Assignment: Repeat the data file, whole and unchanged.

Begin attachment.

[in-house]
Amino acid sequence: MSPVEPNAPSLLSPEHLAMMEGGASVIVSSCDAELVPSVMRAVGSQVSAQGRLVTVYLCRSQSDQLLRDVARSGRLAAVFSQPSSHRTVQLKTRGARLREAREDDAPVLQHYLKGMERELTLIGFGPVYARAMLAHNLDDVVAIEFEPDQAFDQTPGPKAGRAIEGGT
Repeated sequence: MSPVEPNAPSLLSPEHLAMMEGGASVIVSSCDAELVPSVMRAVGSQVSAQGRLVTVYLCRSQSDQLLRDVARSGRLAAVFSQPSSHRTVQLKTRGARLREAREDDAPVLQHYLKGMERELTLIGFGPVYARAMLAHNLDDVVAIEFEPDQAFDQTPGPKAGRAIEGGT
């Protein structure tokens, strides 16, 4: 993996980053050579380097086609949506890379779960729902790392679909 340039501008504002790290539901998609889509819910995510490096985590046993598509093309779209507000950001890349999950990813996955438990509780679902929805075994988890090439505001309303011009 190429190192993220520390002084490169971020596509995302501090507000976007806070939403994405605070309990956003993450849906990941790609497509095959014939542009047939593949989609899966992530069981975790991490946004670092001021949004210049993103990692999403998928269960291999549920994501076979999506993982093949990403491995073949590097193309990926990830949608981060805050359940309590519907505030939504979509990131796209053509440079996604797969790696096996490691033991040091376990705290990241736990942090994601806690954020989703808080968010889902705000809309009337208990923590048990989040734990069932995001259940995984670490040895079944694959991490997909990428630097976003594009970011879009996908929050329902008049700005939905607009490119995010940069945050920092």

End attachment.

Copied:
[in-house]
Amino acid sequence: MSPVEPNAPSLLSPEHLAMMEGGASVIVSSCDAELVPSVMRAVGSQVSAQGRLVTVYLCRSQSDQLLRDVARSGRLAAVFSQPSSHRTVQLKTRGARLREAREDDAPVLQHYLKGMERELTLIGFGPVYARAMLAHNLDDVVAIEFEPDQAFDQTPGPKAGRAIEGGT
Repeated sequence: MSPVEPNAPSLLSPEHLAMMEGGASVIVSSCDAELVPSVMRAVGSQVSAQGRLVTVYLCRSQSDQLLRDVARSGRLAAVFSQPSSHRTVQLKTRGARLREAREDDAPVLQHYLKGMERELTLIGFGPVYARAMLAHNLDDVVAIEFEPDQAFDQTPGPKAGRAIEGGT
């Protein structure tokens, strides 16, 4: 993996980053050579380097086609949506890379779960729902790392679909 340039501008504002790290539901998609889509819910995510490096985590046993598509093309779209507000950001890349999950990813996955438990509780679902929805075994988890090439505001309303011009 190429190192993220520390002084490169971020596509995302501090507000976007806070939403994405605070309990956003993450849906990941790609497509095959014939542009047939593949989609899966992530069981975790991490946004670092001021949004210049993103990692999403998928269960291999549920994501076979999506993982093949990403491995073949590097193309990926990830949608981060805050359940309590519907505030939504979509990131796209053509440079996604797969790696096996490691033991040091376990705290990241736990942090994601806690954020989703808080968010889902705000809309009337208990923590048990989040734990069932995001259940995984670490040895079944694959991490997909990428630097976003594009970011879009996908929050329902008049700005939905607009490119995010940069945050920092």